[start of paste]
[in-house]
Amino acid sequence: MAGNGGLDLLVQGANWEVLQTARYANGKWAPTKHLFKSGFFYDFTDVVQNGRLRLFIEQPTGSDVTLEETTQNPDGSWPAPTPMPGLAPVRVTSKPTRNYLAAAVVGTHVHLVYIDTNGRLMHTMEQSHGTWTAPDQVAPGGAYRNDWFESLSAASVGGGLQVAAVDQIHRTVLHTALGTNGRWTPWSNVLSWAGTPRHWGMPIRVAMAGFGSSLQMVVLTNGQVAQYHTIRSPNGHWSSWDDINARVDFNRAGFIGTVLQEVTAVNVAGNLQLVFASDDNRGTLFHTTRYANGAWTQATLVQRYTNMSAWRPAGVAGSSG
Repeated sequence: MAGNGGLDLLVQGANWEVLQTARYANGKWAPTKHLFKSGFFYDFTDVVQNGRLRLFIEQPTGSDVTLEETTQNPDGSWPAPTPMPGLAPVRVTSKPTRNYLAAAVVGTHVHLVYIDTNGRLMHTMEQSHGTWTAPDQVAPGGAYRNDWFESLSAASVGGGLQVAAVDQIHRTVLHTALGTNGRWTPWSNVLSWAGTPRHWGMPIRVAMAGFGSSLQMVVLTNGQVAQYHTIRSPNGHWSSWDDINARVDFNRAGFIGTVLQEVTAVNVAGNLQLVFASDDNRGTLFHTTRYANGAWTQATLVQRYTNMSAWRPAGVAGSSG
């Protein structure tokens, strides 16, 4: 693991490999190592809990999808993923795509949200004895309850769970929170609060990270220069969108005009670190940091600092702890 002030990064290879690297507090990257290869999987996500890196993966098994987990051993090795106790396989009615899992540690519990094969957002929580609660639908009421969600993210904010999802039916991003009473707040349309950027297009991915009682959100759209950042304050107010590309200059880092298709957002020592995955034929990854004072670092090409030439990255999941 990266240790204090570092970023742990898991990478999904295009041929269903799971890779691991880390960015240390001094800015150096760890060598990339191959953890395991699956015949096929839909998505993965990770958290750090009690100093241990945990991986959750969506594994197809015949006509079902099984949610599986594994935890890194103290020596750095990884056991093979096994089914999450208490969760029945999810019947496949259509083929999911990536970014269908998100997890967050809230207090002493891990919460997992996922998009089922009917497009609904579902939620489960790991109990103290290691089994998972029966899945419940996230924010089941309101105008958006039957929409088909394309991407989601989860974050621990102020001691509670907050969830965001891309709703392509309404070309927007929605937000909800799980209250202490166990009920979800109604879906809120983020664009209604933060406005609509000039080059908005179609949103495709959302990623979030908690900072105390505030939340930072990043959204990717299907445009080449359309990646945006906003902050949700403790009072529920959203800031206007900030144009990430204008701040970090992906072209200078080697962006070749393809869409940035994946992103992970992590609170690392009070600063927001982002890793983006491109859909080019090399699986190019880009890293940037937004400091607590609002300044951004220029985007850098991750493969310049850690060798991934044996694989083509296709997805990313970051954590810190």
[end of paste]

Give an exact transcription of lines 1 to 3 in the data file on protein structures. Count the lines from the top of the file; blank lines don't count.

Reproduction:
[in-house]
Amino acid sequence: MAGNGGLDLLVQGANWEVLQTARYANGKWAPTKHLFKSGFFYDFTDVVQNGRLRLFIEQPTGSDVTLEETTQNPDGSWPAPTPMPGLAPVRVTSKPTRNYLAAAVVGTHVHLVYIDTNGRLMHTMEQSHGTWTAPDQVAPGGAYRNDWFESLSAASVGGGLQVAAVDQIHRTVLHTALGTNGRWTPWSNVLSWAGTPRHWGMPIRVAMAGFGSSLQMVVLTNGQVAQYHTIRSPNGHWSSWDDINARVDFNRAGFIGTVLQEVTAVNVAGNLQLVFASDDNRGTLFHTTRYANGAWTQATLVQRYTNMSAWRPAGVAGSSG
Repeated sequence: MAGNGGLDLLVQGANWEVLQTARYANGKWAPTKHLFKSGFFYDFTDVVQNGRLRLFIEQPTGSDVTLEETTQNPDGSWPAPTPMPGLAPVRVTSKPTRNYLAAAVVGTHVHLVYIDTNGRLMHTMEQSHGTWTAPDQVAPGGAYRNDWFESLSAASVGGGLQVAAVDQIHRTVLHTALGTNGRWTPWSNVLSWAGTPRHWGMPIRVAMAGFGSSLQMVVLTNGQVAQYHTIRSPNGHWSSWDDINARVDFNRAGFIGTVLQEVTAVNVAGNLQLVFASDDNRGTLFHTTRYANGAWTQATLVQRYTNMSAWRPAGVAGSSG